Everyone is running their own giveaways in this hop, and mine is a $25 donation to The Trevor Project in the winner’s name, along with a $10 All Romance eBooks gift card. I considered offering some Trevor Gear, but don’t want to exclude my international friends. Check out the end of the post for ways to enter.

I really didn’t know what to post about for such an important event. Usually at big events I’m the quiet one in the corner, observing. But that’s not exactly what I signed up for. This is the sixth post I’ve written for this hop. The others weren’t bad, but they were all too something:  too personal, too political, too sad or too angry.

So instead of any of that, I’m going to shine the light on one of the most important groups I know of: The Trevor Project. I wish they were local so I could volunteer, but I’ll have to settle for sharing their Lifeline number and their message, and sending money.

Many kids, regardless of orientation, experience a time when things seem too hard, too big, too impossible to overcome. Even though it’s wonderful to be unique, it’s not always easy to be different. It can feel like nobody cares, or like nobody has ever gone through anything so awful. I’ve been there myself. When you’re in crisis, it’s hard to feel anything but horrible and hopeless.

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But you’re not alone. Someone cares. The volunteers at The Trevor Project are always there to listen. They care. The people who give money to keep the phone lines open care. The team keeping the web site up and running, they care. Even if they don’t know you, they care what happens to you.

Parents and friends of LGBTQ youth—let the young people in your life know you care. Even if they seem to be handling things okay, everyone needs help sometimes. The strongest kids can break the hardest and with the least warning. Texts, phone calls, hugs—don’t let someone you care about forget you’re there.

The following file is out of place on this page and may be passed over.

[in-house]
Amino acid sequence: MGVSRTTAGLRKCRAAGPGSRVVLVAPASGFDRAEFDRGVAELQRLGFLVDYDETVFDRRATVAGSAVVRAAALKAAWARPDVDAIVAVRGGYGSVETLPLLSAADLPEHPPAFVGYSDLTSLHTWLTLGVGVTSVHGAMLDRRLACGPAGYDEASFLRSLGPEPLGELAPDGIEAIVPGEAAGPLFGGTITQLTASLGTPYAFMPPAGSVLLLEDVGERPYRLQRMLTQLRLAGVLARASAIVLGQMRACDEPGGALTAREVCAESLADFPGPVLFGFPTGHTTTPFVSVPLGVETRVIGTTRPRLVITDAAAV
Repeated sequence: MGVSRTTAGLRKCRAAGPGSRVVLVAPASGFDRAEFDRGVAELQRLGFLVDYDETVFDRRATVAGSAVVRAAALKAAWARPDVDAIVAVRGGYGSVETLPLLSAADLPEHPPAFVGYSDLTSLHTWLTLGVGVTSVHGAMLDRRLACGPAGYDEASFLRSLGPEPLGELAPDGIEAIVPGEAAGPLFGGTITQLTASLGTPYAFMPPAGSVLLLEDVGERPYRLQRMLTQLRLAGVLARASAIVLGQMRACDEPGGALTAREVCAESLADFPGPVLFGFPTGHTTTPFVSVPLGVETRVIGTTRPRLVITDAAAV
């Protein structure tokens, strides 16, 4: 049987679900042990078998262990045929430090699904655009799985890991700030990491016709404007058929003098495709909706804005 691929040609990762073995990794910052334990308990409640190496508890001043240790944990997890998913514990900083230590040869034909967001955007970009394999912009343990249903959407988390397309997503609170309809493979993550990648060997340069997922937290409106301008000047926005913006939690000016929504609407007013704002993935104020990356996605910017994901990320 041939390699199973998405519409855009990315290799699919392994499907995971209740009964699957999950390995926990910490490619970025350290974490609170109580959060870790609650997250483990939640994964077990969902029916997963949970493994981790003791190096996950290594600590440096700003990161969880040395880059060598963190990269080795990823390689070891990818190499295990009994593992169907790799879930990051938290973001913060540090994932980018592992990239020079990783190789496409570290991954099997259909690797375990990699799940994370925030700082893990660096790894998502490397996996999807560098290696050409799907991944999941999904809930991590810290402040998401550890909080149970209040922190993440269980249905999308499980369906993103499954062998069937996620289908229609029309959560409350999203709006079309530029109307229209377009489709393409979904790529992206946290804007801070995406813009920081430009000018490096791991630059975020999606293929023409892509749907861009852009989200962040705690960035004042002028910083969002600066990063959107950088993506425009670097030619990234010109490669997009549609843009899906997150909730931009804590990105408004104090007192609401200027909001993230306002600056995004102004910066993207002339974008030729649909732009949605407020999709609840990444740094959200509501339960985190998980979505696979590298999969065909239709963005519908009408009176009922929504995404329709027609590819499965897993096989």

Trevor Lifeline: 866 488 7386

Thanks, everyone, for getting this far with me, and for participating in the Hop Against Homophobia and Transphobia. To enter my giveaway for a $25 donation in your name to The Trevor Project and a $10 All Romance eBooks gift card, leave a comment with your e-mail address and a suicide prevention hotline number or similar resource serving LGBTQ youth or seniors in your local area (worldwide). I want to compile a list and make it available 24/7 on my Resources page. Because even though the greatest sign of strength is asking for help, you have to know who to ask.

For more entries, follow my blog, Like my FB Author Page, catch up with me on Twitter, or share my Resources page–anything goes!

Let me know what you did in your comment, and then hop on!

I’ll e-mail my winner within 48 hours of the conclusion of the hop on May 27th. Break a leg!

 

Why Erotic Romance?

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I’ve seen some of the recent buzz in reader and writer circles about the erotic content of Romances and how the different heat levels are (or should be) marketed.  Don’t leave!  I wouldn’t dip even my little toe into those piranha-infested waters even if I did believe explicit content has anything to do with the quality of a story.  The only pot I like stirring anymore is the fictional kind. But, I read stories of all heat levels and the conversation has gotten me pondering. Like Flannery O’Connor said:  “I write because I don’t know what I think until I read what I say.”

I’ve always loved the idea that magic could be real, that if you turn over a rock or turn a corner you could find something amazing that would change your life forever.  For me as a reader, heat level is less important than magic (both literal and figurative).

I’ve written in a few genres in the past *cough* few years, under three names and for many different reasons.  I’ve written articles on sports and court decisions to pay bills, literary short stories to experiment with different ways of showing character, and more than one manuscript started out with the lofty goal of writing The Great American Novel.  Even though one school of thought insists that sex sells, period, nothing I sold before 2012 had any sex in it whatsoever.  All the steamy stories (long and short) were turned down flat by agents and publishers of all sizes and specialties across the country—even the ones who insisted they enjoyed my writing and would like to see something “more marketable” in the future.

For me, writing about the entire relationship between two (or more!) people is fun and reading about it is even more fun (not to mention easier).  I’d written about love, and some of my characters got their HEA/HFNs, but I hadn’t written a Romance before last August.  I tried once or twice but my characters revolted because I also tried to make them all straight.  But, that’s a post for another time . . . maybe June.

By the time I made it halfway through the draft of Comfort and Joy I was hooked.  Even though it deals with a pretty heavy subject (long-term emotional recovery from an assault), just knowing the guys were headed for happiness made me happy too.  Once Etopia Press offered to publish it, my conversion to the sexy-side was complete.  Instead of cutting the steamy scenes (which always managed to sneak in somehow), now I’m polishing them.